I'd say that the last bit is the least of your worries. Don't facilitate it and it won't happen. Hopefully your step-brother won't step in to help... Maybe ask him to let her sort things out herself, seeing as she's dementia free.

The bad news is that in my experience as long as the person in question is judged to have capacity, nothing much will happen as far as getting outside help from professional. My mum, for example, continued to live in a freezing filthy house with rot in the fridge for quite some time. I did what I could but everything had to be done covertly and with paranoia in full flow it's very hard to be even a little bit sneaky (such as 'steal' food from fridge).

Help, of sorts, arrived for us only when things got quite desperate. When it came down to a choice of her being sectioned or conning her into a care home I was given the opportunity to chose the latter.

The good news is that, after some teething problems, this has been the best thing for her. For both of us actually.

Luckily for me, I'm an only so no brother or step-brother to negotiate decisions with, so I wish you the best of luck. Maybe direct him to this forum. Or stop doing anything at all for you mum for a while to see if he notices her dementia...
Good advise.
Things need to come to a head, let others see just how she is.

Bod
 

Misstep

Registered User
Oct 7, 2015
57
South Wales
Helpful answer

I've been somewhere very similar.

My mum was also convinced that nothing was wrong with her, despite a freezing cold filthy house, a fridge full of rot and a growing financial mess (no PoA, unfortunately). I tried carers but however we tried to introduce them (cleaners, friends etc) she wasn't having any of it. Accusing me of theft of some kind (teeth, slippers, house) was as regular as clockwork. And she too had unrealistic plans about moving.

I'd say that the last bit is the least of your worries. Don't facilitate it and it won't happen. Hopefully your step-brother won't step in to help... Maybe ask him to let her sort things out herself, seeing as she's dementia free.

The bad news is that in my experience as long as the person in question is judged to have capacity, nothing much will happen as far as getting outside help from professional. My mum, for example, continued to live in a freezing filthy house with rot in the fridge for quite some time. I did what I could but everything had to be done covertly and with paranoia in full flow it's very hard to be even a little bit sneaky (such as 'steal' food from fridge).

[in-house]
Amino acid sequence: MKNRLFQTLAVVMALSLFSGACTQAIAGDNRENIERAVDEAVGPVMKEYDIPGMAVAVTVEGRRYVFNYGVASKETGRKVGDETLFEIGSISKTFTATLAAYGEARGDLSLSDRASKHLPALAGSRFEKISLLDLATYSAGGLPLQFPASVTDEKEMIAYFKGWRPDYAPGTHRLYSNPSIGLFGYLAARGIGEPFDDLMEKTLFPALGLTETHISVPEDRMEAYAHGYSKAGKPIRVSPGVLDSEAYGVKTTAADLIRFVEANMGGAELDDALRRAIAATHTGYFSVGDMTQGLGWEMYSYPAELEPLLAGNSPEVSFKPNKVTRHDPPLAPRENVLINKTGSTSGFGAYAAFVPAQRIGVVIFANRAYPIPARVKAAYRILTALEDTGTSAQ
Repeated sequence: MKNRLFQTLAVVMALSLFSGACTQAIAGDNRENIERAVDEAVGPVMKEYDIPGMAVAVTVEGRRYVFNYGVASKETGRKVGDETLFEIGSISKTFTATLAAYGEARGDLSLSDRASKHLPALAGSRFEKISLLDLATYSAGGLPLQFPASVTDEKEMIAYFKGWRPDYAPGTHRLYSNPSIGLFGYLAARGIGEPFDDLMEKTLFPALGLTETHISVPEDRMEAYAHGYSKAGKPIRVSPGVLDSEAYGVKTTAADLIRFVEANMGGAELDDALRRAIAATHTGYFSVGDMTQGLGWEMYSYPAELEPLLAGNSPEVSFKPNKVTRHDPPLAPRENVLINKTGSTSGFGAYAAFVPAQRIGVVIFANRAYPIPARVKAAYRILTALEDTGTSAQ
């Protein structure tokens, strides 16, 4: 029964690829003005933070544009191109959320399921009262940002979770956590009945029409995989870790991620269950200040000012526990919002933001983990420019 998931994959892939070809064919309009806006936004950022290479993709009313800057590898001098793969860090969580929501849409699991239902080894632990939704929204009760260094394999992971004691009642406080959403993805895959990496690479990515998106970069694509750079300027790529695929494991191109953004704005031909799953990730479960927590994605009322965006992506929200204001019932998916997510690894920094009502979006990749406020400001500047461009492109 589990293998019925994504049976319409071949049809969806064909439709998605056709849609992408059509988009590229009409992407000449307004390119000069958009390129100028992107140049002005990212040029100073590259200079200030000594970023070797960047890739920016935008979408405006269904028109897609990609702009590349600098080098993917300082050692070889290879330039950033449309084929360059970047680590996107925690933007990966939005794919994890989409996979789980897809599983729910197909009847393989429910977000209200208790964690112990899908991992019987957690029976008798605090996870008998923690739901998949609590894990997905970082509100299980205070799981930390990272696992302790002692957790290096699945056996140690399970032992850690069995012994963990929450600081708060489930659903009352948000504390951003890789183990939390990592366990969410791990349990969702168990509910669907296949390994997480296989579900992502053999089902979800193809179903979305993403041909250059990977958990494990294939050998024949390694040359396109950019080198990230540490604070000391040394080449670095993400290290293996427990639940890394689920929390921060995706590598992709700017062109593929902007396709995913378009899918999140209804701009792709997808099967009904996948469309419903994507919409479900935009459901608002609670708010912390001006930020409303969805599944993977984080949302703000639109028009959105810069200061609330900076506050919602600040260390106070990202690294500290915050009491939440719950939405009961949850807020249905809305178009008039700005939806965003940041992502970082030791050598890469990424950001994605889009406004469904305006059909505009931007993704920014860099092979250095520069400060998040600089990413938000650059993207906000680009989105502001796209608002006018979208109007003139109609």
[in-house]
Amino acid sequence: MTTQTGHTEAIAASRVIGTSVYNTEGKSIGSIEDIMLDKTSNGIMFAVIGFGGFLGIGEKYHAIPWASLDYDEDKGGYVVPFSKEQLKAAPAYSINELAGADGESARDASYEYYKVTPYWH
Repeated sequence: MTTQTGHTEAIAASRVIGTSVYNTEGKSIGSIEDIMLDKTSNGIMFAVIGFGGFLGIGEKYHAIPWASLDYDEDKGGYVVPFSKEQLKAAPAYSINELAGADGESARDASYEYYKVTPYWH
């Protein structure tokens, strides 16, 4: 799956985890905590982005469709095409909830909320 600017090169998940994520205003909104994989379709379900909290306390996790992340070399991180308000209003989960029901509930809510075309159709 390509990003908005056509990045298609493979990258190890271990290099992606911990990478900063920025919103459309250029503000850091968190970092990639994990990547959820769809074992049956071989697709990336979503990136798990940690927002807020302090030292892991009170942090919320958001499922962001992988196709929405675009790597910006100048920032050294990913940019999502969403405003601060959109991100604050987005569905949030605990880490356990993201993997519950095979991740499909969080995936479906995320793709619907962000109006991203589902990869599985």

Help, of sorts, arrived for us only when things got quite desperate. When it came down to a choice of her being sectioned or conning her into a care home I was given the opportunity to chose the latter.

The good news is that, after some teething problems, this has been the best thing for her. For both of us actually.

Luckily for me, I'm an only so no brother or step-brother to negotiate decisions with, so I wish you the best of luck. Maybe direct him to this forum. Or stop doing anything at all for you mum for a while to see if he notices her dementia...
Thank you for this. I have stood back now, which is why the fridge is now rank. It was really helpful to be reminded that she can't achieve the move without me. I'll hang on to that thought, thank you. Luckily, it's the health power of attorney that determines where she lives, so I can make the final decision about that. I just worry that he'll try to facilitate her move and leave me actively blocking it
 

Misstep

Registered User
Oct 7, 2015
57
South Wales
Thanks Bod

Good advise.
Things need to come to a head, let others see just how she is.

Bod
Thank you for saying that. I feel really bad about doing this & scared they won't recognise the problem, but just seeing you say this is supportive.
 

missmarple

Registered User
Jan 14, 2013
204
My dad also went through the paranoia and living in a filthy house, eating rotten food and with a broken boiler. He continued driving until his car was toed away by the DVLA for non payment of tax because he couldn't manage the paperwork. Any attempt to talk to him about these issues was met with resistance, hostility and even ended in screaming on several occasions. To add to it he lived with my brother who had a lifelong history of mental illness, which my father had prevented treatment for as he was in deep denial there as well. In the same year they were diagnosed with dementia (dad) and schizophrenia (bro).